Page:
Saturday, March 10, 2012
A Death Of Virtue
Some of the Plains tribes shared a common broad view of virtue and ethics that were the underpinning of their society. Among the virtues central to several of these ethical systems were courage, generosity, and perseverance.
These virtues are not central to the belief systems of most Americans today and we are the worst for it. Can a child learn any word that over the course of his life will cause more pain and be more obscene in its application than the simple word "mine"?
I had the advantage of not being raised that way. In the fourth grade we started to play baseball at recess. Some days I would have to bring a bag with me to school to carry the gloves, because there were too many to carry in hand. Momma bought every usable glove that she could find in thrift stores for me to give to the boys whose families could not afford gloves for them. At a very young age I came to believe that the only legitimate reason to acquire possessions was so that one could give them away. I would be absolutely ashamed of myself to die as a wealthy person and would view doing so as sufficient evidence in and of itself to prove that I had failed in my life.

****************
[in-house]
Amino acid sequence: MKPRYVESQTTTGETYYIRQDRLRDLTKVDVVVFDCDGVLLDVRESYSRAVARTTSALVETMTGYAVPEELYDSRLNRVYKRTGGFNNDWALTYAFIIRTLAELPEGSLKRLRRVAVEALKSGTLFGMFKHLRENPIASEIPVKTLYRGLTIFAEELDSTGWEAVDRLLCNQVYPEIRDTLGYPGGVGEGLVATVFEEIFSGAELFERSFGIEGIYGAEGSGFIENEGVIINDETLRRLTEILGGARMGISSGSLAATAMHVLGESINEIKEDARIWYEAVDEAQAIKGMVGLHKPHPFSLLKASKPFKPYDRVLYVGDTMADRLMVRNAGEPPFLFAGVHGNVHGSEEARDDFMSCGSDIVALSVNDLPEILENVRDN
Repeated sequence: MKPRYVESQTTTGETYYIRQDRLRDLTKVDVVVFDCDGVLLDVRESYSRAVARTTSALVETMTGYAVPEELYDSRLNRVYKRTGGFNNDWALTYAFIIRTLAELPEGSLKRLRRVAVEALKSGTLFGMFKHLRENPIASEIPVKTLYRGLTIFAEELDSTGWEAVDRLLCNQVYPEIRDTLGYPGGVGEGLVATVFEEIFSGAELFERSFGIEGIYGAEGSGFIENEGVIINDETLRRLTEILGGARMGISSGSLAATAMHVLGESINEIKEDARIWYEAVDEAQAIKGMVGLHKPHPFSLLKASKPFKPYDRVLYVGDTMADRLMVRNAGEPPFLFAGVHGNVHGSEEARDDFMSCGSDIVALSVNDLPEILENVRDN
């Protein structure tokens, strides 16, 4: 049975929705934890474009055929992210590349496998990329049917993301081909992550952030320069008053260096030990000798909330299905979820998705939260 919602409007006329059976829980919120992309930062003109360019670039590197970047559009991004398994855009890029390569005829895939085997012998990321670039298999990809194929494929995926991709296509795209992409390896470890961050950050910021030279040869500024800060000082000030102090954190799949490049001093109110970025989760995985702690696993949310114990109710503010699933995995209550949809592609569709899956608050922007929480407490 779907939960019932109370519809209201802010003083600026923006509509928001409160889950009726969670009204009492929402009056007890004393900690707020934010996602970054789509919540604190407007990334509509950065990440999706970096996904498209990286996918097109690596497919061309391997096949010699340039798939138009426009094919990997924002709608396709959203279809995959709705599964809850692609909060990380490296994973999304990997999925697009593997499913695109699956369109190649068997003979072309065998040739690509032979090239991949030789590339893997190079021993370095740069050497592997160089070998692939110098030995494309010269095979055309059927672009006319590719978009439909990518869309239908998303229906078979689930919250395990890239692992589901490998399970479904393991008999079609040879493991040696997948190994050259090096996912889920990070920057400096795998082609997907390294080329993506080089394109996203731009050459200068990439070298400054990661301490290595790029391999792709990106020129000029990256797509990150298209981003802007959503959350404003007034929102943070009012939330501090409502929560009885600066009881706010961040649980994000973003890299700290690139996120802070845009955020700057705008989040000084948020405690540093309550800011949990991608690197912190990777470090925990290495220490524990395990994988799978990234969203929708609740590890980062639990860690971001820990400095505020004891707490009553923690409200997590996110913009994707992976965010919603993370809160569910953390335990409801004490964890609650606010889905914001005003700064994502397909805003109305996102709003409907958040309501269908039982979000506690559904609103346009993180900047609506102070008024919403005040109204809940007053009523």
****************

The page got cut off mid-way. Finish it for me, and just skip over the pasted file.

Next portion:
No object exists that is worth loving unless it has first drawn a breath. I work very hard to never love anything that has never had a pulse.
We have replaced the virtue of perseverance with the silly idea of "appearing to be happy." We have lost much in doing so. To get up every morning in the face of adversity is, and should be viewed as, heroic. Townes Van Zandt said that there are only two kinds of music, the blues and "zip-a-dee-do-dah." It does not really take any guts to sing zip-a-dee-do-dah, but it takes guts to sing the blues.
It takes even more guts to live them. Skipping is more fun than plodding. It is great to be able to skip now and then. Everyone deserves a little skipping time, but
society is maintained by those who plod. To plod is to persevere and to persevere is to prevail.
(Here is a picture of Red Feather after he learned to trust me enough to plod over the porch and join me in the living room at the Little House.)
Posted by Steve Edwards